Islamic Society students at Goldsmiths, University of London, obstructed what they called a âblasphemous speech' by human rights activist Maryam Namazie, arguing that she is known for her Islamophobia and bigoted views. Namazie says some members intimidated her during the lecture.
The Atheist, Secularist and Humanist Society (ASH) at Goldsmiths invited Namazie to give a speech at the Society. Her lecture was titled: "Apostasy, Blasphemy and Free Expression in the Age of ISIS". As Namazie says, according to the East London Lines, men of the Islamic Society entered the room heckled her and resorted to other forms of intimidation:
"After my talk began, Islamic Society âbrothers' started coming into the room, repeatedly banging the door, falling on the floor, heckling me, playing on their phones, shouting out, and creating a climate of intimidation in order to try and prevent me from speaking," Namazie blogged following the event.
To safely continue her lecture, University security intervened and stayed in the lecture room. Right after the lecture was over, the Islamic Society said that the ASH Society and the University security staff subjected them to âharassment', âbullying', âabuse' and âviolence', which they posted about on Facebook, East London Lines reports.
The human rights activist has a long record of campaigning against practices in Islamic societies including acts of sexual apartheid, executions, and stoning. Namazie is the Spokesperson for Fitnah, the Organization for Women's Liberation, Equal Rights Now, and the Council of Ex-Muslims of Britain.
The day before Namazie's speech, the Islamic Society President at Goldsmiths said the campaigner held bigoted views. The Islamic Society President told the ASH, as The Daily Mail says, that:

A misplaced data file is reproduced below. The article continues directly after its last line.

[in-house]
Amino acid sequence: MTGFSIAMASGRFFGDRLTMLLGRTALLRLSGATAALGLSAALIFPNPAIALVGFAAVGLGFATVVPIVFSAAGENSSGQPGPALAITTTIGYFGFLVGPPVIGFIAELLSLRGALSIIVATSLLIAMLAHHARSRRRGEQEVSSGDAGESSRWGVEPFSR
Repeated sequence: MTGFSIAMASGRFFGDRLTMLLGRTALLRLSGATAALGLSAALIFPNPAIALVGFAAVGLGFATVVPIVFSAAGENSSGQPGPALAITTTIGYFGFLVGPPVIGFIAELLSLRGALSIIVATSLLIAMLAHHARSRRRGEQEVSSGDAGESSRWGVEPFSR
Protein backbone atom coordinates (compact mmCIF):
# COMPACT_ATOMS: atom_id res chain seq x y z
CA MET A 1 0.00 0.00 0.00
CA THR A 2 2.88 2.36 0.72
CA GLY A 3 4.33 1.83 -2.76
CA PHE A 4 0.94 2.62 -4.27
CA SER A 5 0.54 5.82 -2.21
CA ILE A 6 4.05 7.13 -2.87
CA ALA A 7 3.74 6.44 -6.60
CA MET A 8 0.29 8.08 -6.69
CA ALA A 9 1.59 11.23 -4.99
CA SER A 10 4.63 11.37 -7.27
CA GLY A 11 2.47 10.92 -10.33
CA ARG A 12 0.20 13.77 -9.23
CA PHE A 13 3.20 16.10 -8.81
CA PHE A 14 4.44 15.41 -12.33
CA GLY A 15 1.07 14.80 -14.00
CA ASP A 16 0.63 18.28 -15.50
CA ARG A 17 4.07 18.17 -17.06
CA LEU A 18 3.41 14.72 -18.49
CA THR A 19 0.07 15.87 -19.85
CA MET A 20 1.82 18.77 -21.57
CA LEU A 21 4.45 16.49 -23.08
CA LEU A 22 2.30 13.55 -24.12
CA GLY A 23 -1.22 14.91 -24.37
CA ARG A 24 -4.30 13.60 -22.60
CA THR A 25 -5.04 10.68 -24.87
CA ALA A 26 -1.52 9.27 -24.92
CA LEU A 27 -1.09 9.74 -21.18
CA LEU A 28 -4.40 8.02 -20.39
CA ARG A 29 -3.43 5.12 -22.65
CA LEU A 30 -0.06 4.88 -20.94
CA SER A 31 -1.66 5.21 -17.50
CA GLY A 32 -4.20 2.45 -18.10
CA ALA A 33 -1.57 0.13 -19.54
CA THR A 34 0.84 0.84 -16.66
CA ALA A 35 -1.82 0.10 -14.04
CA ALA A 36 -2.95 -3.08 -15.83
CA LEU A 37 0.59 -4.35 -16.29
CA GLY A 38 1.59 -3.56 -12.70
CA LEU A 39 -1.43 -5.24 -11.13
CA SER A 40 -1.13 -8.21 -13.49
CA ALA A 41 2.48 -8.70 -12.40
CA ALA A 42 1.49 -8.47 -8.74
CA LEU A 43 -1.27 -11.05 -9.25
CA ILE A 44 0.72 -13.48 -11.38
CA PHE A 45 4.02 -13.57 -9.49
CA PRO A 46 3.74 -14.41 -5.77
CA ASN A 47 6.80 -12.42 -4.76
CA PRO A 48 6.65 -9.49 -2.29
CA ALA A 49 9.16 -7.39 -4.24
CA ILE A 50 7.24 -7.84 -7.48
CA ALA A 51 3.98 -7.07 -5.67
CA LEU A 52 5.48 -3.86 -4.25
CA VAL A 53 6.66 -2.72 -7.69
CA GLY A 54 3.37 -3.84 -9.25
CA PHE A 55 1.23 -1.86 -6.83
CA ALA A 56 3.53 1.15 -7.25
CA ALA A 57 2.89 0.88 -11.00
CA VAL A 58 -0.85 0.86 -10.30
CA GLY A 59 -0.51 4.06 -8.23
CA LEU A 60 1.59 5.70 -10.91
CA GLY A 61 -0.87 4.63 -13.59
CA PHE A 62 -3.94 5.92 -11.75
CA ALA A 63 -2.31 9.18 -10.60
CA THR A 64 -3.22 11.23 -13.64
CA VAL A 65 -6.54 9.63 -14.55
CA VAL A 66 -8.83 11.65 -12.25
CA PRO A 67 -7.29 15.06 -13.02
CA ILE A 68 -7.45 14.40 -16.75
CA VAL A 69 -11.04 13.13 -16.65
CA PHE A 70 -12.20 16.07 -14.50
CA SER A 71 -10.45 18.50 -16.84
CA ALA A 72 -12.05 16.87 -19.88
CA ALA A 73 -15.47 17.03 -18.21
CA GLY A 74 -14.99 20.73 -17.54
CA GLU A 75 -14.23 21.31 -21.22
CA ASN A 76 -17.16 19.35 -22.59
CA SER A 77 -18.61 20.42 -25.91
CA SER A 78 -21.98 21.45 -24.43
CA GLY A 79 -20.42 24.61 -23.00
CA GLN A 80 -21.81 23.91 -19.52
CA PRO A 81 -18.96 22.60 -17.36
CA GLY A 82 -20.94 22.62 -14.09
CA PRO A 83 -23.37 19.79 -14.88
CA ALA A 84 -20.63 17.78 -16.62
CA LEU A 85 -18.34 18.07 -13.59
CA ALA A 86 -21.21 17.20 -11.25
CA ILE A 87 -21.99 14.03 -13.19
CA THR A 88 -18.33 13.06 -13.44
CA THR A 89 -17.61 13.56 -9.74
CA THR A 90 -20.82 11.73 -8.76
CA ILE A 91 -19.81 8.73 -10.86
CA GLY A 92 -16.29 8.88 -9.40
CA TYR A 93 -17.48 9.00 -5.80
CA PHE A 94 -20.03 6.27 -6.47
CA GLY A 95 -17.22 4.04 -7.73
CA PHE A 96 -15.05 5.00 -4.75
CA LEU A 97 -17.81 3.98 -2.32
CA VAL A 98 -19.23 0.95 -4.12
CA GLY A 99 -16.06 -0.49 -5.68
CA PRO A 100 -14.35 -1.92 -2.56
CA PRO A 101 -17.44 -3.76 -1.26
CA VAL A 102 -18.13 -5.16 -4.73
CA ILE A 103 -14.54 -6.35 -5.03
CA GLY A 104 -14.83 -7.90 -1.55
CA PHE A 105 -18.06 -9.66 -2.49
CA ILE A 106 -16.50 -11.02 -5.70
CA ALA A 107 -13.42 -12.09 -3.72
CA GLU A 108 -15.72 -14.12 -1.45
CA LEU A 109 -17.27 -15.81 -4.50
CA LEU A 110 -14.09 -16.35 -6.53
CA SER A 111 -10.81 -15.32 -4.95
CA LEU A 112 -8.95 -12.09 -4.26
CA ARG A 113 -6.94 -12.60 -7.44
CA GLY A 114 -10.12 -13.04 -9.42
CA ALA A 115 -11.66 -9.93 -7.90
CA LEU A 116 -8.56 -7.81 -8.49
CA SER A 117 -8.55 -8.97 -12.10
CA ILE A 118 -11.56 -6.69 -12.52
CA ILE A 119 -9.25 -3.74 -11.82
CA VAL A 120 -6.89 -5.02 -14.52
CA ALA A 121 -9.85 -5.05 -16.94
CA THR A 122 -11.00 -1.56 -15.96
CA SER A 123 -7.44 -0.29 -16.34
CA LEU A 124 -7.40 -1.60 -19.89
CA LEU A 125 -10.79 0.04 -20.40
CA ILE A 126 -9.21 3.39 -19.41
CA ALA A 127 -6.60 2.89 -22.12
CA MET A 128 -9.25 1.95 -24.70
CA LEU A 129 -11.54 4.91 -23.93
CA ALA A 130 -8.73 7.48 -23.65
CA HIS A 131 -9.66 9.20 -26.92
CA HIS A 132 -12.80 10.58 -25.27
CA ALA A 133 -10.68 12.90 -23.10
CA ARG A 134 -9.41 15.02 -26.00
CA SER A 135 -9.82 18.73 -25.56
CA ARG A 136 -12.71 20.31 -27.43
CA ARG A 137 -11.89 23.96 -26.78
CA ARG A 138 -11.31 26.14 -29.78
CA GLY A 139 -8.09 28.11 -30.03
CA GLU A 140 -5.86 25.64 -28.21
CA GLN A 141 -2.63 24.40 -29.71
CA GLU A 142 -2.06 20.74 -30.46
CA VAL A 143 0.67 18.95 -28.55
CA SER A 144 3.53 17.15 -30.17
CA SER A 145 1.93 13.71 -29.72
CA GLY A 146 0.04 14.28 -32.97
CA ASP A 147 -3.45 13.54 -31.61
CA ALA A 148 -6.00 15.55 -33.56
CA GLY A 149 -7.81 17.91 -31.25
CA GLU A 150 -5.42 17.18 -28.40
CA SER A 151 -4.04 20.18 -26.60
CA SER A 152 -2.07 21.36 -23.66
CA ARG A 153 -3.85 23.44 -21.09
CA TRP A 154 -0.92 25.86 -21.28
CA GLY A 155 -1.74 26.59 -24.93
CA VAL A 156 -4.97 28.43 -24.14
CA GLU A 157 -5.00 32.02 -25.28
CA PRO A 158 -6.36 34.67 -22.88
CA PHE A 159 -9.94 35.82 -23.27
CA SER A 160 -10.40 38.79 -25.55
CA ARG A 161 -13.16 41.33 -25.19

"[W]e feel extremely uncomfortable by the fact that you have invited Maryam Namazie. As you very well probably know, she is renowned for being Islamophobic, and very controversial."
He went on citing examples of her alleged lack of understanding of Islam and her offensive stance toward it. During her lecture on blasphemy, a student switched off her PowerPoint projector when it showed a Muhammad cartoon while an audience member said he received a death threat, the Daily Mail says.
Goldsmiths chose to say in a written statement that the institution supports freedom of speech and that Goldsmiths ensures that people on campus express themselves safely. The Goldsmiths Islamic Society invited controversial speakers to lecture on campus as well.
Previously, Warwick University banned Namazie from giving a speech on its campus. Namazie expressed her concern that freedom of speech is compromised on campuses, and that she found it worrying that student unions advocate for universities to be âsafe places'. As she explained, debate and challenging others' views should be allowed in academic institutions. According to the Telegraph, Namazie said:
"Safe places can be a good thing for women who face violence but a university cannot be a safe place. It needs to be an unsafe place where people learn to question ideas that they have taken for granted."
A video of the lecture is on YouTube and featured on the Telegraph. Javier Espinoza reports that it follows a series of similar incidents of university âsanitization' in which anything deemed politically incorrect is cancelled, banned or censored.